Plutonium Is Hot Suspect in Pioneer Spacecraft Mystery

26 Jul

By Duncan Geere, Wired UK

A 30-year mystery as to why the Pioneer spacecraft have slowly been drifting off course is close to being explained — the latest analysis pins the blame on heat.

The Pioneer 10 and 11 spacecraft, launched in 1972 and 1973 respectively, were designed to fly past the asteroid belt and investigate the Jovian and Saturnian systems. Both are now located in the interstellar medium, and radio contact has been lost, but each is slowing gradually due to the influence of the sun’s gravity.

In 1980, an algorithm to study gravitational effects in the outer solar system was concocted by astronomer John Anderson, but it didn’t quite work. There was a discrepancy — small but noticeable — between the readings predicted by the algorithm and those actually observed from the Pioneer spacecrafts’ radio signal. The phenomenon was named the Pioneer Anomaly.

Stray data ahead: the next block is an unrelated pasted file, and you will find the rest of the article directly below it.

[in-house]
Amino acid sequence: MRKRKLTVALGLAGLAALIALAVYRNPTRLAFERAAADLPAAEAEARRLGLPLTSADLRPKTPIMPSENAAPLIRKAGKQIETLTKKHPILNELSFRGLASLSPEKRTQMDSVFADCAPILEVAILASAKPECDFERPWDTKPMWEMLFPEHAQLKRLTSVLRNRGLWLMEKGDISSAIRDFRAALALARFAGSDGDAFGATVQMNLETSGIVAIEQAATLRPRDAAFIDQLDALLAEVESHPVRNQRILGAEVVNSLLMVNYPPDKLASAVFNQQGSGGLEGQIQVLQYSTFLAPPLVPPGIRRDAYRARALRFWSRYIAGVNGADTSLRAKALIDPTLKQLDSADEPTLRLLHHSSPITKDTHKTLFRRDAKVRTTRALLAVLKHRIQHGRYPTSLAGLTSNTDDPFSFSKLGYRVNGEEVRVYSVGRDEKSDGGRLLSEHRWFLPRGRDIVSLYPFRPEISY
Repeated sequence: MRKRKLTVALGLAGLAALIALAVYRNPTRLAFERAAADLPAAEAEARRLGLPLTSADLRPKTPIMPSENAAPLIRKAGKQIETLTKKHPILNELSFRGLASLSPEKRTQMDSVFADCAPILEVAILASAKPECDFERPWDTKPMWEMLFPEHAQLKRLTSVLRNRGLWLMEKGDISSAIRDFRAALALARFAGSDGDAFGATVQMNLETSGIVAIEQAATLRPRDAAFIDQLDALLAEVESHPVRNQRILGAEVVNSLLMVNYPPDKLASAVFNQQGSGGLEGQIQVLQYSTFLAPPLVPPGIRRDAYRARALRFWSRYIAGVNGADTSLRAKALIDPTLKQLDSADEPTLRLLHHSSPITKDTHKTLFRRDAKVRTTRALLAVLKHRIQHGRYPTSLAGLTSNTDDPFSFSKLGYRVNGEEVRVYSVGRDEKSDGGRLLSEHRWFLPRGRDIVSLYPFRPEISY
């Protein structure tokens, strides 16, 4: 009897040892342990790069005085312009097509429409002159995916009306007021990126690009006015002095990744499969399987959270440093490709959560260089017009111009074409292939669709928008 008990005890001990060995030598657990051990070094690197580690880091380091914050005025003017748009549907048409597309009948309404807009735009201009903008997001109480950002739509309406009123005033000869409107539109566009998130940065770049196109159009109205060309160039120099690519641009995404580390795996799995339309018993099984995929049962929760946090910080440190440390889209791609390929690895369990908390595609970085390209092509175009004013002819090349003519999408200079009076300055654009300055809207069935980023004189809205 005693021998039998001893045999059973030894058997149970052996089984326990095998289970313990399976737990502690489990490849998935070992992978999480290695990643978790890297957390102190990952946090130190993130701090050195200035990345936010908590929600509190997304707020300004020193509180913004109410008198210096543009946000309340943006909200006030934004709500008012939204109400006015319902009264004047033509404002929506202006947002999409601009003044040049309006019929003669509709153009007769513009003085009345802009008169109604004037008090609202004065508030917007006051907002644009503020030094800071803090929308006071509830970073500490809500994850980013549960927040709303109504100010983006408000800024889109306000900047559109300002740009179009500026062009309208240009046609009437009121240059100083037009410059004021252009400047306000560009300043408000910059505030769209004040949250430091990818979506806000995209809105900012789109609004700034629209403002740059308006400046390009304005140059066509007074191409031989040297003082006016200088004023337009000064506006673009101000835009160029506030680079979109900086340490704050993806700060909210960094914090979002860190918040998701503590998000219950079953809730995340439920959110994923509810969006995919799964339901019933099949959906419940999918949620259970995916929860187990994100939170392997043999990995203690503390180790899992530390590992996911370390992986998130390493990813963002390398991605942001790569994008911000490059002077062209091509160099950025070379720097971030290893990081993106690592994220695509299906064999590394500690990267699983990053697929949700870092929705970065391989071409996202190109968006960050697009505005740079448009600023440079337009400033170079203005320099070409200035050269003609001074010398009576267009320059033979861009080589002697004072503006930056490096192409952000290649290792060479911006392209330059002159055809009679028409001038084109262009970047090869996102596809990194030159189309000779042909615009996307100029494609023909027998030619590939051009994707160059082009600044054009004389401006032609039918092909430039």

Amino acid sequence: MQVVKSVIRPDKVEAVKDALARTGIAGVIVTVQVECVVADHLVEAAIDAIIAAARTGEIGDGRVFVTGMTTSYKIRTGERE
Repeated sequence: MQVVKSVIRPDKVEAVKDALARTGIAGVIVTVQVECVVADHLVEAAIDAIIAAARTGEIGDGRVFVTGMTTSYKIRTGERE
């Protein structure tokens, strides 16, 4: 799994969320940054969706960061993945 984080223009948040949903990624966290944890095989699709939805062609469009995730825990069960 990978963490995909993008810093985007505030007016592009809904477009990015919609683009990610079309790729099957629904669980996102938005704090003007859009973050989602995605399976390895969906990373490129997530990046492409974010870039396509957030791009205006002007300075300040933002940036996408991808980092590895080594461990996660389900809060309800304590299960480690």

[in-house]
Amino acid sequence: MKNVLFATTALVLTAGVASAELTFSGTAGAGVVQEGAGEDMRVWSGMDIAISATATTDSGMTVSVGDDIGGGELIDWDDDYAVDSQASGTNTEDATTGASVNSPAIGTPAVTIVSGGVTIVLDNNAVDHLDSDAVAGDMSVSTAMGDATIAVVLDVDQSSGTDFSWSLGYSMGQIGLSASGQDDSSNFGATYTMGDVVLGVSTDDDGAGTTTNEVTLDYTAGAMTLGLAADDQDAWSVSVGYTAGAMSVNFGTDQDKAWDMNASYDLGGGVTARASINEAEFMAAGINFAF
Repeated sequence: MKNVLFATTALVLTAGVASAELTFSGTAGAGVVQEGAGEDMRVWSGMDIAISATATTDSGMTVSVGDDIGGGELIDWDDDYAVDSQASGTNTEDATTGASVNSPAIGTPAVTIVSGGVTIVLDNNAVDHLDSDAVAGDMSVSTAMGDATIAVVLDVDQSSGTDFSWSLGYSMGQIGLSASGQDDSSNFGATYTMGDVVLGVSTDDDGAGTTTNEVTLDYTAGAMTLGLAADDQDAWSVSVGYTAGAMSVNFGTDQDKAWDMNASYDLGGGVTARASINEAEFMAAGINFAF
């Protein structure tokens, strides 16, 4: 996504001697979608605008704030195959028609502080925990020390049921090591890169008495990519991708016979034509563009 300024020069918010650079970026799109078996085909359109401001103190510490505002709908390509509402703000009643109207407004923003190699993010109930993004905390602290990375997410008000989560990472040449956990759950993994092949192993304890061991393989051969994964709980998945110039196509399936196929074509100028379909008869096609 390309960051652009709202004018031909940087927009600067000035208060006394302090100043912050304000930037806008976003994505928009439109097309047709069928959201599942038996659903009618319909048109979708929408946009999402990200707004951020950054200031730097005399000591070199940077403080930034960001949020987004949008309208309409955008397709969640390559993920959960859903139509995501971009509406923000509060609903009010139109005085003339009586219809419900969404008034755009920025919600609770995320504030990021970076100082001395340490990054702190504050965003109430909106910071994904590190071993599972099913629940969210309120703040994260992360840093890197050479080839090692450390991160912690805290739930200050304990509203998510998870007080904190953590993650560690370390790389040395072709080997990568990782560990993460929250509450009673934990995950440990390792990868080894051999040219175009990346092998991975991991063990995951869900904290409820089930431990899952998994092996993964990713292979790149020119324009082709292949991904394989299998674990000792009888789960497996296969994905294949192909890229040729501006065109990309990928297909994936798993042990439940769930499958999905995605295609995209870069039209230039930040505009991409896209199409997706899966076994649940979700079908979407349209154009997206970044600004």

Physicists struggled to explain the discrepancy, proposing complex theories that even included a suggestion that gravity might behave differently at large distances from the Earth. However, the most recent analysis suggests a rather more mundane explanation — heat from the plutonium inside the spacecrafts’ generators.

If heat is radiating evenly in all directions from the spacecraft, then there will be no effect on its course, but if there’s a difference of as little as five percent between the front and the back then that could explain the difference between the predicted course and the course that’s actually been observed. The smoking gun is that the level of deceleration seems to be decreasing at an exponential rate, which tallies with the radioactive decay of the plutonium-238 that powers the two spacecraft.

It’s not completely out of the question that there might be another culprit, but it’s looking increasingly unlikely. NASA is performing its own investigation to compare to the data, but if that comes out with heat as the cause too, then the 30-year mystery may finally be over.

Image: NASA


Via: Discovery News

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